Near the end of February, after five years of civil war, a ceasefire quietly took affect in Syria. However the ceasefire is not meant to stop all fighting in the war-torn country, as the truce will not apply to the battle against The Islamic State (commonly called ISIS) and the al-Nusra Front. The Syrian Observatory for Human Rights reports, “135 [people], including 32 civilians, were killed in 7 days of military operations in the truce areas.”
Despite these deaths within the area covered under the ceasefire, reports indicate that “fighting has slowed in Syria.” With Antiwar.com reporting, “everyone is enjoying the dramatic reduction in violence the ceasefire has provided.
Everyone except the rebels, that is.”
This is because the rebels “resisted international efforts to broker a settlement of the war,” and many rebel factions insisted a ceasefire would not work. Those rebels said they were being betrayed by the US government because the ceasefire would never work, and are now reportedly “blasting the US for ‘betraying’ them by supporting a ceasefire which is working, and is heading toward some settlement short of installing them as the new government.”
Some aid organizations are using the slow-down to deliver food and medical care to people affected by the war. Since the civil war began five years ago more than 270,000 people have been killed and millions have been displaced either internally or externally. Those who are externally displaced are the subjects of the Syrian refugee crisis, and have drawn the ire of some Republican Presidential candidates.
The United Nations will be using the ceasefire as a precursor for a new round of peace talks. Reuters reports, “UN envoy Staffan de Mistura said the talks, originally due to begin on Monday in Geneva, would get off to a staggered start later in the week, with delegates arriving from Wednesday onwards.” Adding, “the delay was due to ‘logistical and technical reasons and also for the ceasefire to better settle down’.”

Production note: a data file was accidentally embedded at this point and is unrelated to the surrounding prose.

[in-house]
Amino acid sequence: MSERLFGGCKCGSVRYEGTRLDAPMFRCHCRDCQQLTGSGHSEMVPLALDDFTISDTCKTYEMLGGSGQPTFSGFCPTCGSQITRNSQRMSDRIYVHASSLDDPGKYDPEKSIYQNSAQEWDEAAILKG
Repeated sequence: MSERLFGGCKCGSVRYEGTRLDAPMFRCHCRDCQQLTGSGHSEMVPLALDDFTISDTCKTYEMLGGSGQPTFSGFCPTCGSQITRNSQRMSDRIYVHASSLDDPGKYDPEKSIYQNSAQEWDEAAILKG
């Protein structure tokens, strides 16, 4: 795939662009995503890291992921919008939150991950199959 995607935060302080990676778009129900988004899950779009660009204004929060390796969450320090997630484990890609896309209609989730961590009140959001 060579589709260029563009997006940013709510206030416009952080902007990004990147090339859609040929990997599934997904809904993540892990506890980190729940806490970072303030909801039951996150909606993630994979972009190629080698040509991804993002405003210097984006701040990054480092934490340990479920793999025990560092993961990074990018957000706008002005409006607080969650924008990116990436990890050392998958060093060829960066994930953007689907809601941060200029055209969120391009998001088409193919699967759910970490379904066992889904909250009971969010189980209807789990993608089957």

If previous peace talks are any indicator of the manner in which this new round will be handled, don’t expect all parties to actually be involved. During a round of peace talks in January, the Kurdish Democratic Union Party (PYD), the political wing of the People’s Protection Units (YPG), wanted “to take part, and interestingly it’s Russia who [wa]s leading the call for them to take part, despite the perception that the YPG [is] primarily a US ally.” Antiwar.com reports “Though they are one of the largest factions in the Syrian Civil War, and hold almost the entire Hasakeh Province, the PYD/YPG were not invited to the talks, on the demand of Turkey, who insists they are terrorists.”
In addition to some parties refusing to allow certain warring factions to negotiate an end to the war, the parties at the previous talks have refused to even be in the same room. Thus far it is not known if the next round of peace talks will be similar “proximity talks” or not. The fact that fighting has slowed, instead of escalated, should be seen as a sign that the war in Syria may be ending. The questions that remain unanswered are:
What happens when the fighting stops. Specifically, will lines be redrawn on the maps, or will the country simply get a new government?